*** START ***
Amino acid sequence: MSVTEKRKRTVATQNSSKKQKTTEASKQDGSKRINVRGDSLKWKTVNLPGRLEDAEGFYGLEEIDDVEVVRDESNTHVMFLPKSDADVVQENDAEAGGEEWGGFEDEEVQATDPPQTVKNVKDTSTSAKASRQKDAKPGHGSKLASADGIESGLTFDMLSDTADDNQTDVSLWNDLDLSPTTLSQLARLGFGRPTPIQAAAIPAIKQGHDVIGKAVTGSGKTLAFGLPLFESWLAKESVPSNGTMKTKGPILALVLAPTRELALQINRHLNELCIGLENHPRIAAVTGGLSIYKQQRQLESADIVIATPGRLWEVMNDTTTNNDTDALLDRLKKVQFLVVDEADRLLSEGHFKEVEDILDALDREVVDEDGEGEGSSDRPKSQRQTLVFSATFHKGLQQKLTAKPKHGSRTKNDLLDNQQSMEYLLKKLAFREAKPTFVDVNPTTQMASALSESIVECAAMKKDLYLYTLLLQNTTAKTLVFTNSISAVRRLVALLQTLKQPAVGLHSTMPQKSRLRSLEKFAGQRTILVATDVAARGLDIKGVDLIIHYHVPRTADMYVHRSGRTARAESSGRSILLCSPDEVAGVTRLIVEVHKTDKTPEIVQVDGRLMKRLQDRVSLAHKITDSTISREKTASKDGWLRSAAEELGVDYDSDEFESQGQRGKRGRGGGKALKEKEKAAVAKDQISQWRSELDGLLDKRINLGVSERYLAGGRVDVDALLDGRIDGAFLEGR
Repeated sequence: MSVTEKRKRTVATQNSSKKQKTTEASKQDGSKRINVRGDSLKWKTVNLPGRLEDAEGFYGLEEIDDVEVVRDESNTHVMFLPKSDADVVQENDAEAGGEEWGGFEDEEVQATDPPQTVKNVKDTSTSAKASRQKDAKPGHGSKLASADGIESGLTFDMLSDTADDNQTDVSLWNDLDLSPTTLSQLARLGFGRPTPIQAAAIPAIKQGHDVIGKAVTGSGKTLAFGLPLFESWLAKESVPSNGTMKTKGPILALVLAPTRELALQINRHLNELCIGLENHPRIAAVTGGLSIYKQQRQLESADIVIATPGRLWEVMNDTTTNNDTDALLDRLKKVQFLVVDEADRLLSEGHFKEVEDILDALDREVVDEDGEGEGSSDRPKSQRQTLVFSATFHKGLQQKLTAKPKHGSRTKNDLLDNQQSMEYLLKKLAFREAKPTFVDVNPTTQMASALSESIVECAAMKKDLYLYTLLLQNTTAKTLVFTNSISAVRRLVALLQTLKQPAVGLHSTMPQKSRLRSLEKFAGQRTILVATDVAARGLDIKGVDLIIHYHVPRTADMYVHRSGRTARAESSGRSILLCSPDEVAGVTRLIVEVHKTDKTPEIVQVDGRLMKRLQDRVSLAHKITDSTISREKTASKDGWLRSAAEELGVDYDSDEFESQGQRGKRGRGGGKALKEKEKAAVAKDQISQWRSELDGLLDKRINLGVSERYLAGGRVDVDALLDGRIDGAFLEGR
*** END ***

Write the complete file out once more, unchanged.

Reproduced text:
Amino acid sequence: MSVTEKRKRTVATQNSSKKQKTTEASKQDGSKRINVRGDSLKWKTVNLPGRLEDAEGFYGLEEIDDVEVVRDESNTHVMFLPKSDADVVQENDAEAGGEEWGGFEDEEVQATDPPQTVKNVKDTSTSAKASRQKDAKPGHGSKLASADGIESGLTFDMLSDTADDNQTDVSLWNDLDLSPTTLSQLARLGFGRPTPIQAAAIPAIKQGHDVIGKAVTGSGKTLAFGLPLFESWLAKESVPSNGTMKTKGPILALVLAPTRELALQINRHLNELCIGLENHPRIAAVTGGLSIYKQQRQLESADIVIATPGRLWEVMNDTTTNNDTDALLDRLKKVQFLVVDEADRLLSEGHFKEVEDILDALDREVVDEDGEGEGSSDRPKSQRQTLVFSATFHKGLQQKLTAKPKHGSRTKNDLLDNQQSMEYLLKKLAFREAKPTFVDVNPTTQMASALSESIVECAAMKKDLYLYTLLLQNTTAKTLVFTNSISAVRRLVALLQTLKQPAVGLHSTMPQKSRLRSLEKFAGQRTILVATDVAARGLDIKGVDLIIHYHVPRTADMYVHRSGRTARAESSGRSILLCSPDEVAGVTRLIVEVHKTDKTPEIVQVDGRLMKRLQDRVSLAHKITDSTISREKTASKDGWLRSAAEELGVDYDSDEFESQGQRGKRGRGGGKALKEKEKAAVAKDQISQWRSELDGLLDKRINLGVSERYLAGGRVDVDALLDGRIDGAFLEGR
Repeated sequence: MSVTEKRKRTVATQNSSKKQKTTEASKQDGSKRINVRGDSLKWKTVNLPGRLEDAEGFYGLEEIDDVEVVRDESNTHVMFLPKSDADVVQENDAEAGGEEWGGFEDEEVQATDPPQTVKNVKDTSTSAKASRQKDAKPGHGSKLASADGIESGLTFDMLSDTADDNQTDVSLWNDLDLSPTTLSQLARLGFGRPTPIQAAAIPAIKQGHDVIGKAVTGSGKTLAFGLPLFESWLAKESVPSNGTMKTKGPILALVLAPTRELALQINRHLNELCIGLENHPRIAAVTGGLSIYKQQRQLESADIVIATPGRLWEVMNDTTTNNDTDALLDRLKKVQFLVVDEADRLLSEGHFKEVEDILDALDREVVDEDGEGEGSSDRPKSQRQTLVFSATFHKGLQQKLTAKPKHGSRTKNDLLDNQQSMEYLLKKLAFREAKPTFVDVNPTTQMASALSESIVECAAMKKDLYLYTLLLQNTTAKTLVFTNSISAVRRLVALLQTLKQPAVGLHSTMPQKSRLRSLEKFAGQRTILVATDVAARGLDIKGVDLIIHYHVPRTADMYVHRSGRTARAESSGRSILLCSPDEVAGVTRLIVEVHKTDKTPEIVQVDGRLMKRLQDRVSLAHKITDSTISREKTASKDGWLRSAAEELGVDYDSDEFESQGQRGKRGRGGGKALKEKEKAAVAKDQISQWRSELDGLLDKRINLGVSERYLAGGRVDVDALLDGRIDGAFLEGR